UNITED STATES of America, Appellee, v. Joseph MEDLEY, Defendant-Appellant.

No. 06-3204-cr.United States Court of Appeals, Second Circuit.
November 12, 2008.

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[EDITOR’S NOTE: This case is unpublished as indicated by the issuing court.]

Appeal from the United States District Court for the Western District of New York (Elfvin, J.).

ON CONSIDERATION WHEREOF, IT IS HEREBY ORDERED,ADJUDGED, AND DECREED that the appeal of said District Court’s judgment be and it hereby is DISMISSED for lack of jurisdiction, and REMANDED for entry of a new judgment from which a timely appeal may be taken.

Joseph J. Karaszewski, Assistant United States Attorney (Terrance P. Flynn, United States Attorney, on the brief), Western District of New York, New York, N.Y., for Appellee.

Bruce R. Bryan, Syracuse, N.Y., for Appellant.

Present: WILFRED FEINBERG, RALPH K. WINTER, and ROSEMARY S. POOLER, Circuit Judges.

SUMMARY ORDER
Joseph Medley appeals from a judgment of conviction entered on July 1, 2005 in the United States District Court for the Western District of New York (Elfvin, J.), following a jury trial, for one count of conspiracy to possess with intent to distribute five kilograms or more of cocaine in violation of 21 U.S.C. §§ 846, 841(a)(1) and (b)(1)(A), and two counts of use of a communication facility to commit a drug trafficking offense in violation of 21 U.S.C. § 843(b). We assume the parties’ familiarity with the facts, proceedings below, and the issues raised on appeal.

Medley’s judgment of conviction was entered on July 1, 2005. Thus, pursuant to Rules 4(b)(1) and 26 of the Federal Rules of Appellate Procedure, his ten-day period for filing the notice of appeal expired on July 18, 2005, and under Rule 4(b)(4), his thirty-day extension period for “excusable neglect or good cause” expired on August 17, 2005. Medley, who continued to be represented by counsel throughout the relevant period, did not file a notice of appeal, but on November 15, 2005, filed a motion to extend the time to file a notice of appeal, which the district court granted. In accordance with the district court’s order granting his motion, Medley filed his notice of appeal on December 1, 2005, approximately five months after the judgment of conviction was entered on July 1, 2005.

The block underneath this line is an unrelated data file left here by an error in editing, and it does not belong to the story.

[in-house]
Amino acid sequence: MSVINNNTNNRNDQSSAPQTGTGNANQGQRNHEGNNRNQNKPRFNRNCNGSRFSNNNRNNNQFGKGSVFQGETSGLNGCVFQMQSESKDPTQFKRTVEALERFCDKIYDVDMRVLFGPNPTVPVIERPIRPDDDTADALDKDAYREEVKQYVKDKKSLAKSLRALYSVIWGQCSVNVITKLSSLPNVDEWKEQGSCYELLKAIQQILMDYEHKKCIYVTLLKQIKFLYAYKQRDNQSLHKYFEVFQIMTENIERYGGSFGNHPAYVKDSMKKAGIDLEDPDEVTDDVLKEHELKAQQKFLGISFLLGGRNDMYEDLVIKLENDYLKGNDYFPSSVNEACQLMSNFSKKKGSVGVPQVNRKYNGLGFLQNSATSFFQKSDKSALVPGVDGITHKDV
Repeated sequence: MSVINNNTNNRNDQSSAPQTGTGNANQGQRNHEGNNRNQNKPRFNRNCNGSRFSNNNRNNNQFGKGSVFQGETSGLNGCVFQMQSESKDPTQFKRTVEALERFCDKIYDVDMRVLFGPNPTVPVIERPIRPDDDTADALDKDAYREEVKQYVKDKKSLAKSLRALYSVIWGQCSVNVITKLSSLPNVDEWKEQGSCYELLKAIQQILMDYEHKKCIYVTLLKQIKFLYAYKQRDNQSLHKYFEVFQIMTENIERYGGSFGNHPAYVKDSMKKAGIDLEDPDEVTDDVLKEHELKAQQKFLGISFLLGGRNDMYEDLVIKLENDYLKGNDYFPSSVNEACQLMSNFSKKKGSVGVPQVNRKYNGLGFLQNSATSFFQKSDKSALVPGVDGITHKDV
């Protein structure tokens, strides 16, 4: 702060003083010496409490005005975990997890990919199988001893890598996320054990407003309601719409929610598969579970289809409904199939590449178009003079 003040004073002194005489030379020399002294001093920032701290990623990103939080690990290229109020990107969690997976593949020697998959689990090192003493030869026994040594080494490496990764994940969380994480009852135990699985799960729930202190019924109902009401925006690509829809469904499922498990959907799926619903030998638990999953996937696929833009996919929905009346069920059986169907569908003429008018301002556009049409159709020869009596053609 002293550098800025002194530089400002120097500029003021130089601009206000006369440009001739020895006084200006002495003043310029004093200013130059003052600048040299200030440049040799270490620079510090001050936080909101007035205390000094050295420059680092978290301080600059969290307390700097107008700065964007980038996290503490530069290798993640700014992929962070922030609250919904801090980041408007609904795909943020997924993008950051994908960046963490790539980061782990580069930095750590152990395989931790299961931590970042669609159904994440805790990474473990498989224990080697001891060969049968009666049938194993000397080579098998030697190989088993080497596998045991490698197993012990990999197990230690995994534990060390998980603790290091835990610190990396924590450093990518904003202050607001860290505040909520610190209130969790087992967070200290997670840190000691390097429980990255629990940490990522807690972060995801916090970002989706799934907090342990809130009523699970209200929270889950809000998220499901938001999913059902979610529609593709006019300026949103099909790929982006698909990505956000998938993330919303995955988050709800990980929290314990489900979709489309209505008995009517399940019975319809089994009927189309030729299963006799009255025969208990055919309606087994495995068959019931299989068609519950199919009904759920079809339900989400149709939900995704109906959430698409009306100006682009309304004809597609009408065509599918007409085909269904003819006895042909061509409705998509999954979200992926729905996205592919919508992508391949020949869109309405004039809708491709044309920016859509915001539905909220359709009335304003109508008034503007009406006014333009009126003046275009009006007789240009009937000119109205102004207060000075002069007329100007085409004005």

Medley concedes that his notice was untimely, but argues that we can consider his appeal pursuant to United States v. Fuller, 332 F.3d 60, 64-66 (2d Cir. 2003) (abrogated

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on other grounds by United States v. Frias, 521 F.3d 229, 231 (2d Cir. 2008)). In Fuller, we held that where a defendant’s attorney fails to timely file a notice of appeal when his client so requests, the appropriate remedy is to remand to the district court with instructions to vacate the judgment and enter a new judgment from which a timely appeal can be made See also Garcia v. United States, 278 F.3d 134, 137 (2d Cir. 2002) (“[T]rial counsel’s failure to file a requested appeal constitutes an independent ground for habeas relief.” (footnote omitted)). Upon review of the record, we conclude that th Fuller remedy is warranted here. Medley repeatedly communicated to his attorney that he wanted to appeal his case, and that he sought to do so with his attorney’s assistance. His attorney in turn informed Medley that he would either file the appeal or procure alternative counsel for Medley to do so, but despite repeated inquiries from Medley, did neither. In his motion requesting an extension of time, Medley’s attorney in effect concedes that he failed to file a notice of appeal as requested by Medley, and goes on to request that Medley not suffer for the attorney’s “failure to file this Notice in a timely fashion.” It is this concession that distinguishes this case from United States v. Moreno-Rivera, 472 F.3d 49, 52 (2d Cir. 2006), in which we declined to adopt th Fuller remedy because it was unclear that the defendant asked his counsel to file an appeal.

For the reasons stated above, the government’s June 26, 2007 motion to dismiss Medley’s appeal is denied. Medley’s appeal is dismissed for lack of jurisdiction, and remanded with directions to enter a new judgment, from which a timely appeal may be taken. Pursuant to Rule 4(b) of the Federal Rules of Appellate Procedure, Medley shall have 10 days to appeal that judgment, and another 30 days if he is granted an extension. Any such appeal shall be returned to this panel pursuant to United States v. Jacobson, 15 F.3d 19, 21-23 (2d Cir. 1994). No further briefing shall be permitted, except for good cause shown. Because we remand for entry of a new judgment, we decline to address Medley’s arguments that the government waived or forfeited its objection to the untimely notice, see Frias, 521 F.3d at 234, or that we should remand for resentencing because the district court failed to inform Medley of his right to appeal, see, e.g., Soto v. United States, 185 F.3d 48, 54-55 (2d Cir. 1999).

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